I feel like there is a certain poetry in what is happening right now. I feel like there is a certain philosophical side where God and nature are trying to tell us to concentrate more on what is important. I think going out would be selfish. Being at home is caring about others.
You actually said in an interview that Salman Khan taught you how to have screen presence and personality. What practical advice did he give you?
The advice that Salman Bhai gave me was that just being a singer is not going to cut it today, you have to be more than that, you have to be a persona. To be a persona you need to have other skills like having a good body, knowing how to dance, being able to have stage presence and knowing how to speak well. But the most important thing he taught me was obviously to stay fit which he is also known for. He enrolled me into dance classes, he wanted me to be a complete performer. That’s the kind of advice he gave me and I think it is very valuable. I have actioned it as much as I could. I am a little lazy in the workout department but dance has been a big part of my concert performances.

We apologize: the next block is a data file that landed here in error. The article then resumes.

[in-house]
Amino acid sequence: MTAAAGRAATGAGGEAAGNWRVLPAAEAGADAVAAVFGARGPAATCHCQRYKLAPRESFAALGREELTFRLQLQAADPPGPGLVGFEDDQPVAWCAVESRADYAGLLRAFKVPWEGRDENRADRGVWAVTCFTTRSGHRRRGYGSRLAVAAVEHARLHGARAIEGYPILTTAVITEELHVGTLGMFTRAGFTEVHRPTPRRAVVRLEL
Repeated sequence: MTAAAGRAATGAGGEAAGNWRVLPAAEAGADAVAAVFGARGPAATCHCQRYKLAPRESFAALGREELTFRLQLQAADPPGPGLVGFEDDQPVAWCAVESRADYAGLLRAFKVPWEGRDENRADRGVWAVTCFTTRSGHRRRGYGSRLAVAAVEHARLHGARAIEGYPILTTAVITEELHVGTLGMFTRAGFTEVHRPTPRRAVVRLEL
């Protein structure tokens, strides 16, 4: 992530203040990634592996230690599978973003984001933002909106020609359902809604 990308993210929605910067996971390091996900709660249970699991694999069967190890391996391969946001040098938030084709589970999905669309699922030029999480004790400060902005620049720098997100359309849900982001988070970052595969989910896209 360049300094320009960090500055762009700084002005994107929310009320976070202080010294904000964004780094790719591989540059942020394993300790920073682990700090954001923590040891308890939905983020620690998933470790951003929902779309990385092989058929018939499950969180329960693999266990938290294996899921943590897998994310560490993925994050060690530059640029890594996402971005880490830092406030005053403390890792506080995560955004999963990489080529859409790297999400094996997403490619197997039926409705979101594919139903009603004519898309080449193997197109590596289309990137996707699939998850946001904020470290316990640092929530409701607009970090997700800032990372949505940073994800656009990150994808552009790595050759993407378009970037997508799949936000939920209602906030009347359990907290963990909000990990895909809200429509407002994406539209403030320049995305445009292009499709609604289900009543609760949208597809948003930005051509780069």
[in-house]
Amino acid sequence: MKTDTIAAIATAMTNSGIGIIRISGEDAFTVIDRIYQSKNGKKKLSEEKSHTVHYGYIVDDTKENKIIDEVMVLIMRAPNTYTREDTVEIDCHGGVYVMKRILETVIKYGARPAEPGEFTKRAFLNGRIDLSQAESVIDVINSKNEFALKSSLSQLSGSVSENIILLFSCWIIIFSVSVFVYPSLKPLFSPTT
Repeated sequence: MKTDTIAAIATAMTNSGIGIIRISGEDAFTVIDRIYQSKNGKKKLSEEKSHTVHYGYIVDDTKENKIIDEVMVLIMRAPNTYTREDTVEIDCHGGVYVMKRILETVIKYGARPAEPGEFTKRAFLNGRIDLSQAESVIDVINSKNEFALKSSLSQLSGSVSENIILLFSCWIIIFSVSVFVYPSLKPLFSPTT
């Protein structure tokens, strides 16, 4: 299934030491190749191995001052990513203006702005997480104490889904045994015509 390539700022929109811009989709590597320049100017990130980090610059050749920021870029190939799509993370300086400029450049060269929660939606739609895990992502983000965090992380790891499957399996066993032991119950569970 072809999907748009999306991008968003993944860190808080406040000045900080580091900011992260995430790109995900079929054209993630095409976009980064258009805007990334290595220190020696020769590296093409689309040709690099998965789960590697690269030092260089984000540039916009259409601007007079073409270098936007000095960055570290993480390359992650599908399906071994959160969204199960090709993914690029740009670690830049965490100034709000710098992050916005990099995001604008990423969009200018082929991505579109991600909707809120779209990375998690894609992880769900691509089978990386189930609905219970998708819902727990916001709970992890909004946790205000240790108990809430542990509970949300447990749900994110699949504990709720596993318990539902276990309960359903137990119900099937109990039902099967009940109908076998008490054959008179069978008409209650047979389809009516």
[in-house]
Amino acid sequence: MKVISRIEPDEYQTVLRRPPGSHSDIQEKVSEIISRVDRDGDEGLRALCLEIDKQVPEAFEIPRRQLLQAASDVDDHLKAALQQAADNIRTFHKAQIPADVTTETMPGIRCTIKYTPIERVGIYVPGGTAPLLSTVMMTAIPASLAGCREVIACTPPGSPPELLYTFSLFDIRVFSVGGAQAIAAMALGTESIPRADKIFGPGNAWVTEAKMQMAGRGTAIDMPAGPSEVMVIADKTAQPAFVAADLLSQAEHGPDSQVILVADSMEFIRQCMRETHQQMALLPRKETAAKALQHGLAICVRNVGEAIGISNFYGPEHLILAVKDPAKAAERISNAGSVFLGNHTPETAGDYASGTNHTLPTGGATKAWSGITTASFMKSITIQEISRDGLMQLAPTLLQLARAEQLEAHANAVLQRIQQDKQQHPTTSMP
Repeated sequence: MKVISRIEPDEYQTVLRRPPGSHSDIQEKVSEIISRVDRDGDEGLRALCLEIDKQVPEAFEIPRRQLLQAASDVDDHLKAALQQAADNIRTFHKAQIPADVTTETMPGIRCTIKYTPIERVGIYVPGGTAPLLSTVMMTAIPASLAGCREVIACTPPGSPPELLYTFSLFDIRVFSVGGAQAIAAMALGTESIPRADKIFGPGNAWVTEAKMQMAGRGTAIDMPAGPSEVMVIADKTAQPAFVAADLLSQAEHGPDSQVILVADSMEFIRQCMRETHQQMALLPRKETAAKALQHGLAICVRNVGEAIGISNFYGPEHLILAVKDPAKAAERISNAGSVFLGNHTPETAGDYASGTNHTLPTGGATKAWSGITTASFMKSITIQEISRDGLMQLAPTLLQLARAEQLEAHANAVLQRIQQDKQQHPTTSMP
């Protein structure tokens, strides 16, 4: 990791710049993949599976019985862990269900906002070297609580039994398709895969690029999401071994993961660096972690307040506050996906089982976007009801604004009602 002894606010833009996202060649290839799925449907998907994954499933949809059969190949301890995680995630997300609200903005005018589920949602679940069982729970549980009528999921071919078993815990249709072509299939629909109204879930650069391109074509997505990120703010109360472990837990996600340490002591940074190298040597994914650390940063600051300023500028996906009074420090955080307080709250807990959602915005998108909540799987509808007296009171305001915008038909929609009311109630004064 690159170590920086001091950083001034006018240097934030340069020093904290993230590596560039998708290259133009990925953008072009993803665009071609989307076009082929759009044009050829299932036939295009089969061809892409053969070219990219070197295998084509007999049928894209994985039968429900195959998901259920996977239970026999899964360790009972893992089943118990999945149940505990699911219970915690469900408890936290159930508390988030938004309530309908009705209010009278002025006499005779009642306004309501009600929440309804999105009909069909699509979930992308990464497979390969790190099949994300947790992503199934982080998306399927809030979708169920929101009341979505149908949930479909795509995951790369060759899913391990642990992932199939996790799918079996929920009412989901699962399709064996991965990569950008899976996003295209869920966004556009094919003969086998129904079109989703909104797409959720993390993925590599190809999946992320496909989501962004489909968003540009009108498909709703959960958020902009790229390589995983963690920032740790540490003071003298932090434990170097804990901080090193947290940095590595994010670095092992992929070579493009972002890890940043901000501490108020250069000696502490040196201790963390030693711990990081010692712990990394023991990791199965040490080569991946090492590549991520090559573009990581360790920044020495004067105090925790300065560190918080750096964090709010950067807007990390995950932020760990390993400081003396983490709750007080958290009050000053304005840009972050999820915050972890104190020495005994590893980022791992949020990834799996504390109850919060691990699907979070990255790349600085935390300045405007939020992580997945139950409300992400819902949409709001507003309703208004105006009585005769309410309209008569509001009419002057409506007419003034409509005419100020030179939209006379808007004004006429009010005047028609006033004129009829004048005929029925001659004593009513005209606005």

You have got millions of followers on Instagram, and in March you deleted all your posts and you said that you can’t take it anymore. What happened?
The reason I did that was because I feel one part of my journey has come to a close and the second part is going to begin from here on. I wanted to give that journey a fresh start which is why I deleted all the posts. The first post I put up was ‘I can’t take it anymore’ which I know was taken in the wrong way by a lot of people. My fans, my friends and family started messaging me asking if I was okay. But that line was from my new song Control. Many people thought that I was going to take a major step and do something drastic but it got clarified after I started putting the subsequent posts and people got to know that it was about my new song.